Apayao 1
Benguet 22 2
Ifugao 1
Kalinga 5 1
Mountain Province 1 1
TOTAL = 38 31 7

Lack of National Subsidy taking its toll

We can see from these proposals the desperation of the measures forwarded by the school administrators in order to save the deteriorating quality of education in SUCs in the region and to address the lack of subsidy that should be provided for them by the national government.

In their meeting last year, the school administrators under CARASUC admitted themselves the immense impact of the continuing decline of subsidy from the national government to the operations of SUCs. Quoting the rationale of the proposal as stated in the minutes of the meeting: “It is vision of CAR SUCs to provide quality education to its constituent, however, the realization of this vision is facing a dilemma because of the continuing decrease in the MOOE (Maintenance and Other Operating Expenditures) subsidy and no appropriation for Capital Outlay for SUCs from the national government.”

This statement only evinces that the school administrators of Cordillera SUCs recognize the problem posed on them by the lessening education budget provided by the national government. However, instead of uniting and calling for a higher education subsidy from the government, the school administrators resort to imposing tuition and other fees increase whose effect will mainly be felt by the students and their parents.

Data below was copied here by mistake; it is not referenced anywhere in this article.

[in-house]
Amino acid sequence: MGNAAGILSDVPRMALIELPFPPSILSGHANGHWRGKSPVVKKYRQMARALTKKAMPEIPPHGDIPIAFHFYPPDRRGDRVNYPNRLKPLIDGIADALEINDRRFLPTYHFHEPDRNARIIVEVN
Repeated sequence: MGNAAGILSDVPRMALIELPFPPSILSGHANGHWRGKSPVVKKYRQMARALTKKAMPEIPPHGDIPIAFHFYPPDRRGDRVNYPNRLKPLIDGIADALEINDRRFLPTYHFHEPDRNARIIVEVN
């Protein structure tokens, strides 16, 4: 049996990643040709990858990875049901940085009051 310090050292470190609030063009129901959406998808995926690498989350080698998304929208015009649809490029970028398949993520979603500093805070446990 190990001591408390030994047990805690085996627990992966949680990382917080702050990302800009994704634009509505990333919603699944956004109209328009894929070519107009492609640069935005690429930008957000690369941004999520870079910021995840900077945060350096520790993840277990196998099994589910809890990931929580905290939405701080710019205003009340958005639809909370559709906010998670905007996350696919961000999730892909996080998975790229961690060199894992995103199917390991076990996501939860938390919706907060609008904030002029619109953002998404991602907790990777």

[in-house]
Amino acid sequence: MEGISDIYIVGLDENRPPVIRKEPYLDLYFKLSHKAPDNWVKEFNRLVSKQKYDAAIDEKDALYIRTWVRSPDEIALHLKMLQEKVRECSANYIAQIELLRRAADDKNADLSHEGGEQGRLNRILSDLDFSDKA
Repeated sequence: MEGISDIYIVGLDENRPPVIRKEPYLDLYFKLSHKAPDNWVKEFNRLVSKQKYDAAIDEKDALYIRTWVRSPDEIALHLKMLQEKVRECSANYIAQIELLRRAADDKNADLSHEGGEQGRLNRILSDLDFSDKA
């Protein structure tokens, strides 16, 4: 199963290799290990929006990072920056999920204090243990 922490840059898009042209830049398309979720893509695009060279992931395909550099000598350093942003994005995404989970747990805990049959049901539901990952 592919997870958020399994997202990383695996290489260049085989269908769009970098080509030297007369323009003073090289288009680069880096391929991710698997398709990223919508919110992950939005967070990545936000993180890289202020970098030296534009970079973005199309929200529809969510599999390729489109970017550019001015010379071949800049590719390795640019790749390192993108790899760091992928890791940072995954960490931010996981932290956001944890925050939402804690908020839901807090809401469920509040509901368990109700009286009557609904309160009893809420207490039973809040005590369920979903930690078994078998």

Pondo para sa MOOE

2007

2008

2009

2010

2011

Difference between 2010 and 2011

Difference between 2009 and 2011

Difference between 2008 and 2011

Difference between 2007 and 2011

Cordillera Administrative Region

63,754

82,351

113,099

114,576

79,765

-30.38%

-29.47%

-3.14%

25.11%

Abra State Institute of Science & Technology

6,048

6,865

13,579

12,621

7,759

-38.52%

-42.86%

13.02%

28.29%

Apayao State College

4,679

5,633

5,633

5,170

3,753

-27.41%

-33.37%

-33.37%

-19.79%

Benguet State University

27,214

30,868

37,580

41,085

32,477

-20.95%

-13.58%

5.21%

19.34%

Ifugao State University

8,513

19,422

21,666

23,730

13,257

-44.13%

-38.81%

-31.74%

55.73%

Kalinga-Apayao State College

6,313

8,253

15,877

13,989

7,236

-48.27%

-54.42%

-12.32%

14.62%

Mountain Province State Polytechnic College

10,987

11,310

18,764

17,981

15,283

-15.00%

-18.55%

35.13%

39.10%

Table 1: Pondo para sa MOOE ng SUCs sa CAR

 

 

UP as model for experiment

As mentioned above, the University of the Philippines suffered from a similar incident almost five years ago, when the tuition fees rose by a dramatic 300%. Simultaneous to the implementation of the huge tuition increase was the re-bracketing of the Socialized Tuition and Financial Assistance Program (STFAP), first devised on 1989 to adjust the tuition fees paid by UP students according to their family’s income. From the original nine brackets, it was reduced to five in 2007, raising doubts on whether the STFAP can still be implemented as it is billed to be.